June 17th, 2013
12:40 PM ET

Justices strike down citizenship provision in Arizona voter law

By Bill Mears, CNN Supreme Court Producer

Washington (CNN) - The Supreme Court on Monday tossed out a provision in Arizona's voter registration law that required proof of citizenship.

The 7-2 majority said the state's voter-approved Proposition 200 interfered with federal law designed to make voter registration easier.

The state called the provision a "sensible precaution" to prevent voter fraud. Civil rights group countered that it added an unconstitutional and burdensome layer of paperwork for tens of thousands of citizens.

Justice Antonin Scalia said the National Voter Registration Act of 1993 "forbids states to demand an applicant submit additional information beyond that required by the federal form."

But in a nod to state authority, Scalia said the federal law "does not prevent states from denying registration based on any information in their possession establishing the applicant's eligibility."

The appeal was a classic federalism dispute, on the often delicate line between conflict and cooperation between state and federal governments over enforcing voting procedures. During last year's election, there were numerous court challenges to state voter identification laws at the polls. The current fight has produced a range of states, lawmakers and advocacy groups on both sides on the gateway issue of registration. The Obama Justice Department opposed the Arizona law, which went beyond what other states have done to ensure integrity in the registration system.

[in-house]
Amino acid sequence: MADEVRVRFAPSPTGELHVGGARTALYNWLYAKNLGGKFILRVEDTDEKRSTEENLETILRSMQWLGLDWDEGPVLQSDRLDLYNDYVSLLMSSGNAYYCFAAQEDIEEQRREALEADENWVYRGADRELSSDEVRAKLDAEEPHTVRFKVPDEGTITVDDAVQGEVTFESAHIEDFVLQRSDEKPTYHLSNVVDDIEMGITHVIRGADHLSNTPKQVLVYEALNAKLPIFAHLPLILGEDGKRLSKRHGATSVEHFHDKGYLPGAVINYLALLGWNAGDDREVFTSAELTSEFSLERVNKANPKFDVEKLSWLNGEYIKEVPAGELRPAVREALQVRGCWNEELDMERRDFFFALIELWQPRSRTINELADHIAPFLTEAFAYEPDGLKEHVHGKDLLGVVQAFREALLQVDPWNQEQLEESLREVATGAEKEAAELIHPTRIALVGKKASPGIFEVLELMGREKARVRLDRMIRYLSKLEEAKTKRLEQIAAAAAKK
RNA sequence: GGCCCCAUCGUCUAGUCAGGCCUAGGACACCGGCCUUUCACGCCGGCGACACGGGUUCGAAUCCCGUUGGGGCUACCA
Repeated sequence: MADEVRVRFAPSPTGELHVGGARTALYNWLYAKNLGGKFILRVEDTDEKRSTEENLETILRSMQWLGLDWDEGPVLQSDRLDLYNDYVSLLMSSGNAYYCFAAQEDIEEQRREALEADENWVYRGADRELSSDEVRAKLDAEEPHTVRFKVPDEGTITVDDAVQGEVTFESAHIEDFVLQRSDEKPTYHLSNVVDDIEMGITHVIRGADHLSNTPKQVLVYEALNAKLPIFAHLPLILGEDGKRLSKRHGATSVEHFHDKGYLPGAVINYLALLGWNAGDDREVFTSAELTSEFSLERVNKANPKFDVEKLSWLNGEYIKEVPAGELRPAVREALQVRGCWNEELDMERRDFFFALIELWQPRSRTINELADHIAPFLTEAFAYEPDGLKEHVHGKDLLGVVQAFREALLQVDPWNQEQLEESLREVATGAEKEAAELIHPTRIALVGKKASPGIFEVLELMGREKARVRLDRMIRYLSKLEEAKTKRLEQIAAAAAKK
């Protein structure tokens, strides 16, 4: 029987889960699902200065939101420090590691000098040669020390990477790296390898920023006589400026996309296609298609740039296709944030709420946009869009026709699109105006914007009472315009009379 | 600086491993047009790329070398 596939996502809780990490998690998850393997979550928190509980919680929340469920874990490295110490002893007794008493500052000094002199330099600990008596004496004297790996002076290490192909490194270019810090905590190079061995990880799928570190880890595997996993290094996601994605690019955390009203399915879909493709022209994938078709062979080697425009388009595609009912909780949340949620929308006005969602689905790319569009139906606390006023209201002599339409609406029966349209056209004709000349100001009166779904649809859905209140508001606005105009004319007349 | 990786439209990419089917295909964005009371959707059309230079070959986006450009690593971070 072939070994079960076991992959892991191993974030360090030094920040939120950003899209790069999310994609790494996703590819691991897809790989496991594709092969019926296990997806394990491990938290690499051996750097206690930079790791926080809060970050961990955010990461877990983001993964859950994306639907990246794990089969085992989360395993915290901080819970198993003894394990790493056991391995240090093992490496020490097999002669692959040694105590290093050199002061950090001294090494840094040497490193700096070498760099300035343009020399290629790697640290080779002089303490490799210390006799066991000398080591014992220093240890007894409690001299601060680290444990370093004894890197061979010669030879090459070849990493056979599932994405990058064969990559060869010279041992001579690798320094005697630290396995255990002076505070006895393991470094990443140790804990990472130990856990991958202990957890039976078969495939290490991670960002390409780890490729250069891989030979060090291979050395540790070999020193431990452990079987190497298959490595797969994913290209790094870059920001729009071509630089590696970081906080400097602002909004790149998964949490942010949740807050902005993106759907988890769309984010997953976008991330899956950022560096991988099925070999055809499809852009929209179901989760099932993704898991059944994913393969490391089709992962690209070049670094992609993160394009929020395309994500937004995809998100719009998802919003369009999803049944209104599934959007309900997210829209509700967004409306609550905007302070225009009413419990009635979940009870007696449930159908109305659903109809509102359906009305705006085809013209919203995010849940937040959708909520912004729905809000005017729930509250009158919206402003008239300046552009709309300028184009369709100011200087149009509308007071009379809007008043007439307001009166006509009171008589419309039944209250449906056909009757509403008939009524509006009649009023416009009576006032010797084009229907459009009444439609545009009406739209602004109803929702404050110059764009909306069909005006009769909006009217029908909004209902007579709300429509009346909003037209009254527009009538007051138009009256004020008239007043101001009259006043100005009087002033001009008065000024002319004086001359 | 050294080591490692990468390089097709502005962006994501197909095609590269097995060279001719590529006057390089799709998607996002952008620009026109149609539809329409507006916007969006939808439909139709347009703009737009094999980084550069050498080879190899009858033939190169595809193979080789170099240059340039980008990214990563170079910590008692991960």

Filed under: History • How we look • Where we live
Opinion: The mariachi singer is more American than his critics
Sebastien De La Cruz sings the national anthem prior to the start of game 4 in the NBA finals between the San Antonio Spurs and the Miami Heat on June 13 in San Antonio, Texas.
June 17th, 2013
10:06 AM ET

Opinion: The mariachi singer is more American than his critics

Editor's note: Ruben Navarrette is a CNN contributor and a nationally syndicated columnist with the Washington Post Writers Group. Follow him on Twitter: @rubennavarrette.

By Ruben Navarette, CNN Contributor

(CNN) - The scoreboard was clear.

Winner: 11-year-old Sebastien De La Cruz, "El Charro de Oro" (the golden horseman) who became a national story after he sang the national anthem at Game 3 of the NBA playoff series between the San Antonio Spurs and Miami Heat and showed a lot of a talent, heart and class.

Losers: The haters and racists who - displaying a lot of ignorance - hid behind the anonymity of Twitter to spew venom and attack the little guy because they thought that no one dressed in a mariachi outfit was certified American enough to sing "The Star-Spangled Banner."

ere's a sample:

"This lil Mexican snuck in the country like 4 hours ago now he's singing the anthem" - Francois@A2daO

"Who dat lil #Wetback sangin the national anthem at the #Heat game????" - TJ THA DJ@Tj_Tha_Dj

"Can't believe they had the nerve to have a beaner sing the national anthem of AMERICA #smh" - THE_GREAT_WHITE@bdub597

"Is this the American National Anthem or the Mexican Hat Dance? Get this lil kid out of here" - StevenDavid@A1R_STEVEN

"So illegal aliens can sing The National Anthem @ games now?" - Mr.CheckYaDm@DJ_BMONEY

What does it mean to be an American anyway?

Read Ruben Navarette's full column